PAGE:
Self-taught art (or outsider art or folk art) is made up of paintings, drawings, sculptures, assemblages, outdoor constructions and other items created by people with little or no formal training who produce (or at least began by producing) art without regard to mainstream recognition or the marketplace. There are now several periodicals, numerous yearly auctions, and dozens of museums and galleries devoted to the field.
This analysis of the art form in 20th century America begins by explaining the emergence of self-taught art, and introducing the reader to key aspects. The second chapter studies trends, by gender, race and region, and examines such issues as education, employment and the circumstances under which artists became active.
The main body of the work consists of 1,319 biographies of artistsdates, location, origins, education, employment, style, media, themes and unusual characteristics. Another section deals with 44 categories of self-taught art including media (collage, painting, pottery, relief carving, sculpture, etc.); styles (abstract, rudimentary, surrealistic...); and themes (such as animals, death, humor, politics, religion, vehicles and words).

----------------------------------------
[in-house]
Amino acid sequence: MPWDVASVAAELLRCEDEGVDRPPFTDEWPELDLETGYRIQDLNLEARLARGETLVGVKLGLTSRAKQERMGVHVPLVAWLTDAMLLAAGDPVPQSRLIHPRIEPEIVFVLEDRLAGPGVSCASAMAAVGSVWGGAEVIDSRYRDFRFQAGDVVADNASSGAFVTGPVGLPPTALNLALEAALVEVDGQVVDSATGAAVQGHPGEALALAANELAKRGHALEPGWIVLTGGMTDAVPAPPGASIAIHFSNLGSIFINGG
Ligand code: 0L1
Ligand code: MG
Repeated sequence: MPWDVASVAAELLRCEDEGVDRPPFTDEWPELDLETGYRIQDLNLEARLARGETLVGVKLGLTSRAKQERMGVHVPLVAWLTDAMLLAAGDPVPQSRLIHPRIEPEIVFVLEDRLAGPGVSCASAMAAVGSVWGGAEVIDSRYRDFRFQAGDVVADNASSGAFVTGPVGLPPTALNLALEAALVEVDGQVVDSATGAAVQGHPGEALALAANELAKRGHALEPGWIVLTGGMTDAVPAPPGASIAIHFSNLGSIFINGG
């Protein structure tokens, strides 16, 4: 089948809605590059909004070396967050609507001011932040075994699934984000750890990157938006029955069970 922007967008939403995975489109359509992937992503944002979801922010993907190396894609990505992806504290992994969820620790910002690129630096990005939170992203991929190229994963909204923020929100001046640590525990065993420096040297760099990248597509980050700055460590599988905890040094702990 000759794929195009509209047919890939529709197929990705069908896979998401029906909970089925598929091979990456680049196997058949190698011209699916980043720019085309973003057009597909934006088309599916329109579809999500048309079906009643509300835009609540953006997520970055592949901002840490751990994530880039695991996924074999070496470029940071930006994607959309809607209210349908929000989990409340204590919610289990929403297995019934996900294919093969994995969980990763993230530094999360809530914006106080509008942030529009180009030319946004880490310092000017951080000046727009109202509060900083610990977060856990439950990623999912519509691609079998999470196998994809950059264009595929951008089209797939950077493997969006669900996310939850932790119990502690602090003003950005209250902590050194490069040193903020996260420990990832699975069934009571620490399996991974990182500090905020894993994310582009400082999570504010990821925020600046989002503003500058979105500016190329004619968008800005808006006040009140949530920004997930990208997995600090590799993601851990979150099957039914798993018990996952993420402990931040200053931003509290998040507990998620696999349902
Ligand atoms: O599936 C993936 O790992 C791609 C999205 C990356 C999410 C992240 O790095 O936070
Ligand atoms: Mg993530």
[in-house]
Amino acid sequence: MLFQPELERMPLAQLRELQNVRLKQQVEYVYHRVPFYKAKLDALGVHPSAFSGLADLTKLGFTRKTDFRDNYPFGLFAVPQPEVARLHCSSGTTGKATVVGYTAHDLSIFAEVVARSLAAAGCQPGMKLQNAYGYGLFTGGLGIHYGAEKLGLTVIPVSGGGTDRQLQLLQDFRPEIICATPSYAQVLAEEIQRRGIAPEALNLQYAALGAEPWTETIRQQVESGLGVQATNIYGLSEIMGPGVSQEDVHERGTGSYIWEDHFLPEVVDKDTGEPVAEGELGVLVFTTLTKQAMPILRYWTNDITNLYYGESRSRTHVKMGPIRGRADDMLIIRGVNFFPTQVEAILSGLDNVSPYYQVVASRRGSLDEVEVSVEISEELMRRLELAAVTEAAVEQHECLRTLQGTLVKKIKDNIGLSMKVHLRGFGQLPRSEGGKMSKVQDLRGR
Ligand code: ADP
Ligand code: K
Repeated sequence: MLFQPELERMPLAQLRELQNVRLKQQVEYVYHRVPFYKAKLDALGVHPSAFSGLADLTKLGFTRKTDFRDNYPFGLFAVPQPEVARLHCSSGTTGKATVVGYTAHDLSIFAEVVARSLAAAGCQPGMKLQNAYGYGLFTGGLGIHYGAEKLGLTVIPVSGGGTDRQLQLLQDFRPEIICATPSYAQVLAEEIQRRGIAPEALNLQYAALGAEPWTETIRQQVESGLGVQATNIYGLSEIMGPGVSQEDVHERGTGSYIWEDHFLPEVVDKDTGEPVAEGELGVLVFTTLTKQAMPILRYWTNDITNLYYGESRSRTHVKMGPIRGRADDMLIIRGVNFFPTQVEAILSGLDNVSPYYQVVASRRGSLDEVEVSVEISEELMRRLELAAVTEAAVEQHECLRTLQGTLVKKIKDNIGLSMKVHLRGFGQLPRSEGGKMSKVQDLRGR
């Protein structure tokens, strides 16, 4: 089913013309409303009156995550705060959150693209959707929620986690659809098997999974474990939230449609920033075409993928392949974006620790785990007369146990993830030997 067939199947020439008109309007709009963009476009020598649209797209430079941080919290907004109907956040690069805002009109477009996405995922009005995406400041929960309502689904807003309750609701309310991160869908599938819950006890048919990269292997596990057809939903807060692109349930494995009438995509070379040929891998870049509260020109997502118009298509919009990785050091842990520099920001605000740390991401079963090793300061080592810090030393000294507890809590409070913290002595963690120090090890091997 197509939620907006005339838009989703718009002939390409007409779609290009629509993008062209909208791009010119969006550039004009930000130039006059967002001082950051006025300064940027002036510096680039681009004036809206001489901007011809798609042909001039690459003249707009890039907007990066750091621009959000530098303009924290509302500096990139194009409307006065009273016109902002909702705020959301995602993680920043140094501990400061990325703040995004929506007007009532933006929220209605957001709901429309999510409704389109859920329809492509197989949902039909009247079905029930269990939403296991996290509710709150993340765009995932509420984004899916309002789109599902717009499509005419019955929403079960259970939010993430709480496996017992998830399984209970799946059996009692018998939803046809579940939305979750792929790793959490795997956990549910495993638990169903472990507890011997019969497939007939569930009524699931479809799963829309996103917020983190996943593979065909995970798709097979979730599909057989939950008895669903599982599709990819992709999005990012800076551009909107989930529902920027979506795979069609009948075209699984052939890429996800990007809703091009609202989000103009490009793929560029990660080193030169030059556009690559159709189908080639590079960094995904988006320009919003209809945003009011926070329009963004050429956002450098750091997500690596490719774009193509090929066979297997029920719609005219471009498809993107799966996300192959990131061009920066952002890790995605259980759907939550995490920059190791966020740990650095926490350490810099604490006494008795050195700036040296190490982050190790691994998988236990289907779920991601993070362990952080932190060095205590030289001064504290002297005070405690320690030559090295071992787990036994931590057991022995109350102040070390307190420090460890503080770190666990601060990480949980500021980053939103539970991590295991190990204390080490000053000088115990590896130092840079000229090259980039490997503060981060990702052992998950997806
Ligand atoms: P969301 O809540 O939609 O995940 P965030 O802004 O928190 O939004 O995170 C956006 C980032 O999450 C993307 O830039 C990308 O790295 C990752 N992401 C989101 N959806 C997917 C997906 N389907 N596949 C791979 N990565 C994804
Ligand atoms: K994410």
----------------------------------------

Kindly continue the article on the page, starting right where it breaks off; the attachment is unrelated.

|Publisher:||McFarland & Company, Incorporated Publishers|
|Product dimensions:||6.90(w) x 9.90(h) x 0.90(d)|
|Age Range:||18 Years|
About the Author
Artist and art educator Florence Laffal (M.A., Columbia University) was editor and publisher of Folk Art Finder for twenty years. Psychologist Julius Laffal was an associate professor at Yale University. They were both recipients of the Folk Art Society of America award of distinction.
Table of Contents
Table of Contents
Foreword by Tom Patterson 1
1. The Emergence of American Folk Art in the Twentieth Century 9
2. Comparative Studies of Self-Taught Art 20
3. Capsule Biographies of Artists 38
Between pages 154 and 155 are 32 color plates containing 45 images
4. Selected Examples: Media, Style, Subjects and Themes 155
5. Discussion and Integration of Findings 264
Appendix: Chronology of Events 291